Asymmetric multiplayer is my dark chocolate. Something that is super familiar for a lot of people, but with a really polarising twist that can turn a lot of people off it. For many devs, it feels a little like activating a ‘game development hardmode’, creating hurdles that many other games need not worry about. And for this reason, I have a lot of sympathy – and perhaps extra patience – for these titles.
Predator: Hunting Grounds is the newest entry into the world of asymmetric multiplayer titles based on 80s film franchises that seems to have been drawn entirely from my fanboy subconscious, right alongside Friday the 13th: The Game (not so coincidentally these two title share a common developer – Illfonic). For those unaware of the Predator franchise, the premise is usually that military tough guys are having a bad day at work, when suddenly they realise a seven-foot-tall alien killing machine is hunting them for sport. Whacky hijinx ensue, people are skinned alive and usually one particularly badass military manchild escapes to tell their tale.
Herein is painted the picture of Hunting Grounds’ primary gameplay loop – four players are banded together as military hardarses on a routine mission to do <a thing>, while another player acting as the seven-foot-tall alien killing machine works to kill them. In essence, it works quite beautifully – in practice, it can be a little hit or miss. Let’s first look at how each team fits into the world of Hunting Grounds.
There is one word to describe people who are fascinated by skulls. That particular word is “craniomaniac”
As a mercenary, you step into the shoes of hard-boiled military agent DIRK HARDJAW. Or at least, that is how I imagined it. The game presents your human character as the very barest of avatars to enter this world. Square-jawed dudes and steel-eyed dudettes stare awkwardly at you from the loadout panel, where you can dress up in a limited number of items such as sunglasses, camo face paint and a bucket hat. I was thankful to see that there was no crazy premium store full of clown wigs and fake moustaches – but the stuff on offer did nothing to leave me feeling attached to my particular ROCK MEATSLAB or NANCY KNUCKLECRUNCH. I mean, it is a first-person game so maybe I can appreciate not feeling overly attached to my character when the Predator has its wicked way with me.
Where cosmetics may be lacking, the team at Illfonic have instead focused on making sure your gameplay experience is lovingly tailored to in terms of what you want to do. Weapon loadouts are broad and very flexible, with all manner of assault rifles, SMGs, shotgun and pistol options – however you want to do the shooting, you will likely find it here. Beyond the actual boomsticks, you can also delve into different sight options, extended magazines, weapon paint schemes and perks to shuffle how you go about your dirty jungle business. I was super impressed to find myself enjoying my starting rifle enough to want to keep using it, just slightly miffed that it was using iron sights. Sure enough, I could slap a holosight on that bad boy to feel much more tacticool.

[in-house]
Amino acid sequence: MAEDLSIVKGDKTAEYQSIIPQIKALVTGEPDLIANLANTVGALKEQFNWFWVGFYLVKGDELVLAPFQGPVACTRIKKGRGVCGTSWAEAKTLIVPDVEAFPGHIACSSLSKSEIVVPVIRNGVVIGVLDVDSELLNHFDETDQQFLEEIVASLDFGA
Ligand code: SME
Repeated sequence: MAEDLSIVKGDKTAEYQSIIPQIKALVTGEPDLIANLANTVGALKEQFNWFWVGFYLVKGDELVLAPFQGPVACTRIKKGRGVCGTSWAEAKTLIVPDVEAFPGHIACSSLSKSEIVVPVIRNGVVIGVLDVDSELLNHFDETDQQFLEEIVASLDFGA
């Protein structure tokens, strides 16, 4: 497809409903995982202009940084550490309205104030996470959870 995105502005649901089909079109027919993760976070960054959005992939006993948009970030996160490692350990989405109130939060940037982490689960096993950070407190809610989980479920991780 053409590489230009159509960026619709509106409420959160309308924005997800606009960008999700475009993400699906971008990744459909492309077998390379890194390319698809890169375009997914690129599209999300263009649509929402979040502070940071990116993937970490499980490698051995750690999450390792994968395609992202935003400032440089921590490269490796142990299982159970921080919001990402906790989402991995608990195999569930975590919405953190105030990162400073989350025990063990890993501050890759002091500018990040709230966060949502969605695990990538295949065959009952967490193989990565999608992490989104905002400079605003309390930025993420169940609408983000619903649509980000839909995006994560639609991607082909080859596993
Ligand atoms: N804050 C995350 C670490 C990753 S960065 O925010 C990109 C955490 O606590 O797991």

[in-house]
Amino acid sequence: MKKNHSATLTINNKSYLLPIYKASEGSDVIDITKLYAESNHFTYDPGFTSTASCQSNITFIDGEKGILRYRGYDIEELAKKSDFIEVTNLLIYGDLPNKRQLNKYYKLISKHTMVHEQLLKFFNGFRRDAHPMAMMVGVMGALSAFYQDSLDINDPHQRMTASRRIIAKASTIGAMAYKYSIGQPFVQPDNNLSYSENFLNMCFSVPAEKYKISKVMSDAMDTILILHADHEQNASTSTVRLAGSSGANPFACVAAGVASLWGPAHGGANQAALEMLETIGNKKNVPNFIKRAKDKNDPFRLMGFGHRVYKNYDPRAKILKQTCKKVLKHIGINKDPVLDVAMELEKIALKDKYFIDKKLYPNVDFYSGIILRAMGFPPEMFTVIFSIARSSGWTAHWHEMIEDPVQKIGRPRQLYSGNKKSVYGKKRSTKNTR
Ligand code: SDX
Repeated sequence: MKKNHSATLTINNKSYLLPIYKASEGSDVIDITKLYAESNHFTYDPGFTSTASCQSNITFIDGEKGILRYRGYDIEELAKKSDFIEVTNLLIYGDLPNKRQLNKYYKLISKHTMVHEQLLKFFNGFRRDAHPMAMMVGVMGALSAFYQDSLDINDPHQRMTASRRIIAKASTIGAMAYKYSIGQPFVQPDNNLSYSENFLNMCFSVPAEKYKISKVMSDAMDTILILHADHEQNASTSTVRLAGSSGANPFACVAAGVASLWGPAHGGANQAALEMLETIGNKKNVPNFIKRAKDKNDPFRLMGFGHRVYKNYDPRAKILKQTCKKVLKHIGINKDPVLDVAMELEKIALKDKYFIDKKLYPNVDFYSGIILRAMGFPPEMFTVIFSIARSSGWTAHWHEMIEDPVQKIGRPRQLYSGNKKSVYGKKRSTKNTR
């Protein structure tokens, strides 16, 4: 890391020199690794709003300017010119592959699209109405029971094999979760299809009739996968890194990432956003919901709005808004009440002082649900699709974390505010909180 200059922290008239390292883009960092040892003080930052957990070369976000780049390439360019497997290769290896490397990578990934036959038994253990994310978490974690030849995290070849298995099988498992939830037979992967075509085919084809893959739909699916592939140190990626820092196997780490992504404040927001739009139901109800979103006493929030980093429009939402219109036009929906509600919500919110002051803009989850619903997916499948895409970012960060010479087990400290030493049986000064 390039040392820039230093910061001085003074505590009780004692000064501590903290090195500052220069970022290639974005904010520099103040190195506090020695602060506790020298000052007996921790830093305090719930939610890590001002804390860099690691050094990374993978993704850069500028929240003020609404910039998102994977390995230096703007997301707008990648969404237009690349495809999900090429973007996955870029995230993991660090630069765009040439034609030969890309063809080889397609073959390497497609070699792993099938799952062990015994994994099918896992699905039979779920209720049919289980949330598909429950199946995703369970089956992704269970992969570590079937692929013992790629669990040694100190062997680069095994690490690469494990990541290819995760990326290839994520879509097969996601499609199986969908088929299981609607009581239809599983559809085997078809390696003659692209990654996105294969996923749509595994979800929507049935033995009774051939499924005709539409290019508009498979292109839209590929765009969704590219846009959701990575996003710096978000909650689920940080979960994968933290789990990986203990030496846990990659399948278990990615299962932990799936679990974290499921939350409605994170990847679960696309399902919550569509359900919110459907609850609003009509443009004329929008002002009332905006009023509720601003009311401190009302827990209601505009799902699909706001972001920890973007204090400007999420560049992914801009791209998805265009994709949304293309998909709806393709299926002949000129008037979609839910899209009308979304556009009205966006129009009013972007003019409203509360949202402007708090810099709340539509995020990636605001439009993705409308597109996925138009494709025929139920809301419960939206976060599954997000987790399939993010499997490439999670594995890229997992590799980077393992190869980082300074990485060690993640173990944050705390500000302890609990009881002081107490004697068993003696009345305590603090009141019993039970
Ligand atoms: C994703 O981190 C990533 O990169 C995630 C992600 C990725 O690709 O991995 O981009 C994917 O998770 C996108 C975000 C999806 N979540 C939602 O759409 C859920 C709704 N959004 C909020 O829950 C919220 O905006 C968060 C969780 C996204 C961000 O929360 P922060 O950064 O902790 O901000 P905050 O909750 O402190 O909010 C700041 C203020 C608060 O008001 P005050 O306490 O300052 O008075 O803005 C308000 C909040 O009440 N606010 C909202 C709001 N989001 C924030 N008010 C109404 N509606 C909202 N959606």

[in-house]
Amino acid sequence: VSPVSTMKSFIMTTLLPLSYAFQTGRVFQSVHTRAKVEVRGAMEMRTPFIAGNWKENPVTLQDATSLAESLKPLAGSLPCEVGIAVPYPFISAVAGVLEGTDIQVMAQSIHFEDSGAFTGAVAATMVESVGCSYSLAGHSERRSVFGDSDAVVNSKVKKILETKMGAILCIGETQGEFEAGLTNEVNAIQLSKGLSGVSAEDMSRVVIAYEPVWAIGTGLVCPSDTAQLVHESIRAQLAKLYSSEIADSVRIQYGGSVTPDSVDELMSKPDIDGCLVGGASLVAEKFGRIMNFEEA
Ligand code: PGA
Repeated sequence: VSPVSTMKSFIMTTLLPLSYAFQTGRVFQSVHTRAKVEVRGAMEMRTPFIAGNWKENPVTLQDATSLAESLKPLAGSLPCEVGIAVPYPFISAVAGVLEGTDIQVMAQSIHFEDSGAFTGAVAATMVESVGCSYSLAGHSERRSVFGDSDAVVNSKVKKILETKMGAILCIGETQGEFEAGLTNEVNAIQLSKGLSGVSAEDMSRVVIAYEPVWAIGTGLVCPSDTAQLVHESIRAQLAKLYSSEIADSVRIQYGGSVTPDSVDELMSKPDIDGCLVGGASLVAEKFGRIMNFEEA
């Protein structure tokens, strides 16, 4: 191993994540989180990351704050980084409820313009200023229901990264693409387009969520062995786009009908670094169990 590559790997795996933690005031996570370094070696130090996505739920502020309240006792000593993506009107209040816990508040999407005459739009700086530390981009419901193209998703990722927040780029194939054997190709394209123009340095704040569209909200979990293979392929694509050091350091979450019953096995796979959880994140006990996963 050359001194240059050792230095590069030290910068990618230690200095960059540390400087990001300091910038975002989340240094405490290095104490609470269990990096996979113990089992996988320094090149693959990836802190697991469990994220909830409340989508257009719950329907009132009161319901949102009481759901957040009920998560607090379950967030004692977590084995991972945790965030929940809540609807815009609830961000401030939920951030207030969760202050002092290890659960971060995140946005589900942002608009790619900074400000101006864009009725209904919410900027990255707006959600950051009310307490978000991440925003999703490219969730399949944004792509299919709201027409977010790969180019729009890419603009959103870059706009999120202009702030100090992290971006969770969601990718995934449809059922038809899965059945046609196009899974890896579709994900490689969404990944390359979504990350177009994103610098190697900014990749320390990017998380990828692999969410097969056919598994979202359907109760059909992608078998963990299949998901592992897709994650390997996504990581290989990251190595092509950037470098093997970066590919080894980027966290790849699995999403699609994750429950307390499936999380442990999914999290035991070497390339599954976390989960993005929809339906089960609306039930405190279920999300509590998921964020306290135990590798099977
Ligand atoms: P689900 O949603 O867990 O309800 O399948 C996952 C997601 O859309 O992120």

At range, the minigun is quite ineffective. In the heat of the moment, I do not care
Perks surprised me – in the sense that they effectively served as a way to ‘build-a-class’ within the game. Originally I noticed that the game suggested some class-based gameplay by way of unlockable stat-shifts, such as bulking up your health pool at the cost of speed to represent a more bruiser-esque meatslab, but in reality the perks are where things start to shift in a big way. With three perk slots, you can go balls to the walls with passive effects that do all kinds of neato things, like:
- Increase the damage you do to the Pred, to become a true pred-hunting sexual tyrannosaurus
- Passively reduce how well the Pred can see you in heat vision, as well as quicker mud bathing to disguise your heat signature faster (with a perk called PIG IN SHIT)
- Move faster, be quieter – BECOME A JUNGLE NINJA
Aesthetically, the game gives me everything I could have dreamed
In a brilliant move, there were actually a lot of baseline perks to choose from when starting the game, allowing you to properly put some input into how you play. So while you may not feel any cosmetic attachment to your SGT. BEEF MCLARGEHUGE human, at least in practice you can feel like a finely-tailored jungle juggernaut.
Predators can activate PRED-VISION to better see anime fans and manga enthusiasts
Moving on to the star of the show, the massive dreadlocked beasty known simply as ‘The Predator’. For those of the nerdy variety, their alien species is actually known as the Yautja, but only nerdy nerds such as myself know that. Playing as the Pred sees a player navigating the jungle from a third-person view, leaping nimbly from tree limb to tree limb before moving in for a particularly gruesome kill. Track those dumbass humans by listening carefully, using special thermal nerd vision or even just turn invisible and lurk in some bushes – the choice is yours. Your only objective is to stop the human players from completing their objective – either via gruesome death or running out the game clock, where gruesome death is by far the more engaging option.
Much like the human options, perks and ‘class’ types are available to make your very own authentic masked man-masher, but the real interesting side of things for the Pred are the gear and weapon options. For melee lovers, you can rock a massive sword or an alien bo staff – and for ranged, why not use an actual bow? With arrows and everything? What about a remote control razor frisbee? The devs have done their homework, and provided a plethora of space-age killing implements. My only beef is that I did not see evidence of the space shuriken from the Alien Vs Predator film, though part of me hopes it is either an unlock, or perhaps some groovy post-release content.